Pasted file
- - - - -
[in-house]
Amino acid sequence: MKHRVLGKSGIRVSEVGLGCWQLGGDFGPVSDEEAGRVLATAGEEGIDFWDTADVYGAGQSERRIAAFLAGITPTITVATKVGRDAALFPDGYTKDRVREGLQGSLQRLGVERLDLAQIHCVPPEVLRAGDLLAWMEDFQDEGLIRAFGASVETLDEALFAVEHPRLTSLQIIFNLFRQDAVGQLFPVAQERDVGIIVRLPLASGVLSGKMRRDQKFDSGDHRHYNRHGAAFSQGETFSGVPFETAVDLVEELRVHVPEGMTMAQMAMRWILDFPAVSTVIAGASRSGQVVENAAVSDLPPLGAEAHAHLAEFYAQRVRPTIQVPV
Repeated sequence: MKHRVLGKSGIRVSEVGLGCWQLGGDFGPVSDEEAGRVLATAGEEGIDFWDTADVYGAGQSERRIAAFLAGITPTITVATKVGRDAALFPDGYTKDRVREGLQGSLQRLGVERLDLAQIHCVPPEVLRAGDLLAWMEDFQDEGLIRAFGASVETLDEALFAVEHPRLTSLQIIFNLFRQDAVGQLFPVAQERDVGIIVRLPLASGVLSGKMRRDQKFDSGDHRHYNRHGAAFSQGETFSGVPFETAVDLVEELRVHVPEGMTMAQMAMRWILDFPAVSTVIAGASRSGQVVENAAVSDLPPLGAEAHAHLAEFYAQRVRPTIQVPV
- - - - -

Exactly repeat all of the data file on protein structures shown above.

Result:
[in-house]
Amino acid sequence: MKHRVLGKSGIRVSEVGLGCWQLGGDFGPVSDEEAGRVLATAGEEGIDFWDTADVYGAGQSERRIAAFLAGITPTITVATKVGRDAALFPDGYTKDRVREGLQGSLQRLGVERLDLAQIHCVPPEVLRAGDLLAWMEDFQDEGLIRAFGASVETLDEALFAVEHPRLTSLQIIFNLFRQDAVGQLFPVAQERDVGIIVRLPLASGVLSGKMRRDQKFDSGDHRHYNRHGAAFSQGETFSGVPFETAVDLVEELRVHVPEGMTMAQMAMRWILDFPAVSTVIAGASRSGQVVENAAVSDLPPLGAEAHAHLAEFYAQRVRPTIQVPV
Repeated sequence: MKHRVLGKSGIRVSEVGLGCWQLGGDFGPVSDEEAGRVLATAGEEGIDFWDTADVYGAGQSERRIAAFLAGITPTITVATKVGRDAALFPDGYTKDRVREGLQGSLQRLGVERLDLAQIHCVPPEVLRAGDLLAWMEDFQDEGLIRAFGASVETLDEALFAVEHPRLTSLQIIFNLFRQDAVGQLFPVAQERDVGIIVRLPLASGVLSGKMRRDQKFDSGDHRHYNRHGAAFSQGETFSGVPFETAVDLVEELRVHVPEGMTMAQMAMRWILDFPAVSTVIAGASRSGQVVENAAVSDLPPLGAEAHAHLAEFYAQRVRPTIQVPV